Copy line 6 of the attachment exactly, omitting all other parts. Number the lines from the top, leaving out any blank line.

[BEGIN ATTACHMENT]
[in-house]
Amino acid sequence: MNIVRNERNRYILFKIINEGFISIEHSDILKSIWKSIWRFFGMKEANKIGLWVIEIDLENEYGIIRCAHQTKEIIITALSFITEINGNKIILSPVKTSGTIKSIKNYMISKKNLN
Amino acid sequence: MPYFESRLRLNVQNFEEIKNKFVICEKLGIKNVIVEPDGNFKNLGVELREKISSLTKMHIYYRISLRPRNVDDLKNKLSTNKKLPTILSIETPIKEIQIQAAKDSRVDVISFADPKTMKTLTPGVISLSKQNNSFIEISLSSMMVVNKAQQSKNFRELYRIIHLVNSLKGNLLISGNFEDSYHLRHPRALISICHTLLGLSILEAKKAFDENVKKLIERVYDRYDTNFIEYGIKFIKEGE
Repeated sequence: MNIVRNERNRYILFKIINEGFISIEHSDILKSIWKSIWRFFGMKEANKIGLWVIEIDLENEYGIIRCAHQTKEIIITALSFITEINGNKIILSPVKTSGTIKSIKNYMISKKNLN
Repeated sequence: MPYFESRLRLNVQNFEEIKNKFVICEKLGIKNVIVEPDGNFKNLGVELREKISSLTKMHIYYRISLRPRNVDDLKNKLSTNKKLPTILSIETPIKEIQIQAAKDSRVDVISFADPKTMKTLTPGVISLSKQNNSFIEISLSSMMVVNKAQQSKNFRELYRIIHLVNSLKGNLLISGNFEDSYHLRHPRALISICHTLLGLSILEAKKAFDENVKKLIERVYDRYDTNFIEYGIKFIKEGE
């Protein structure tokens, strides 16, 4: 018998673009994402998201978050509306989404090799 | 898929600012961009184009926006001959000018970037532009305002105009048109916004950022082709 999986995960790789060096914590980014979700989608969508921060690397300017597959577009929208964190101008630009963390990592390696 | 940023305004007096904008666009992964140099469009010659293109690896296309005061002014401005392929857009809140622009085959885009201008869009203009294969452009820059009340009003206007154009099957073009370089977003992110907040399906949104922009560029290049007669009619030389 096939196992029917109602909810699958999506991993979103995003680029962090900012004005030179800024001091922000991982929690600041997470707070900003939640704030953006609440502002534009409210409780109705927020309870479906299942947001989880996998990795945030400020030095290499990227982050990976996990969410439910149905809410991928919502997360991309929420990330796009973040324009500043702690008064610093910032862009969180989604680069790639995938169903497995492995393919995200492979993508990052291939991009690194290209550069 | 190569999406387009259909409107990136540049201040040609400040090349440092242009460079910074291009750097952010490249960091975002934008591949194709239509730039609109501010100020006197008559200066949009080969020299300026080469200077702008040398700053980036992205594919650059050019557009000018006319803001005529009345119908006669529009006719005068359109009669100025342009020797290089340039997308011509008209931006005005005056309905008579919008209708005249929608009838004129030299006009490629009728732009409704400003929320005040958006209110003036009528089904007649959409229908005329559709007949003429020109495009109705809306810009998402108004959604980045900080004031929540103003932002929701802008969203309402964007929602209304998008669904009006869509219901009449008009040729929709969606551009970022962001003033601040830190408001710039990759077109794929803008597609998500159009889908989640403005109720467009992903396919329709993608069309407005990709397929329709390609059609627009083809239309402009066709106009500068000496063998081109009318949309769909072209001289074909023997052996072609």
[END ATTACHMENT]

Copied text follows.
């Protein structure tokens, strides 16, 4: 018998673009994402998201978050509306989404090799 | 898929600012961009184009926006001959000018970037532009305002105009048109916004950022082709 999986995960790789060096914590980014979700989608969508921060690397300017597959577009929208964190101008630009963390990592390696 | 940023305004007096904008666009992964140099469009010659293109690896296309005061002014401005392929857009809140622009085959885009201008869009203009294969452009820059009340009003206007154009099957073009370089977003992110907040399906949104922009560029290049007669009619030389 096939196992029917109602909810699958999506991993979103995003680029962090900012004005030179800024001091922000991982929690600041997470707070900003939640704030953006609440502002534009409210409780109705927020309870479906299942947001989880996998990795945030400020030095290499990227982050990976996990969410439910149905809410991928919502997360991309929420990330796009973040324009500043702690008064610093910032862009969180989604680069790639995938169903497995492995393919995200492979993508990052291939991009690194290209550069 | 190569999406387009259909409107990136540049201040040609400040090349440092242009460079910074291009750097952010490249960091975002934008591949194709239509730039609109501010100020006197008559200066949009080969020299300026080469200077702008040398700053980036992205594919650059050019557009000018006319803001005529009345119908006669529009006719005068359109009669100025342009020797290089340039997308011509008209931006005005005056309905008579919008209708005249929608009838004129030299006009490629009728732009409704400003929320005040958006209110003036009528089904007649959409229908005329559709007949003429020109495009109705809306810009998402108004959604980045900080004031929540103003932002929701802008969203309402964007929602209304998008669904009006869509219901009449008009040729929709969606551009970022962001003033601040830190408001710039990759077109794929803008597609998500159009889908989640403005109720467009992903396919329709993608069309407005990709397929329709390609059609627009083809239309402009066709106009500068000496063998081109009318949309769909072209001289074909023997052996072609």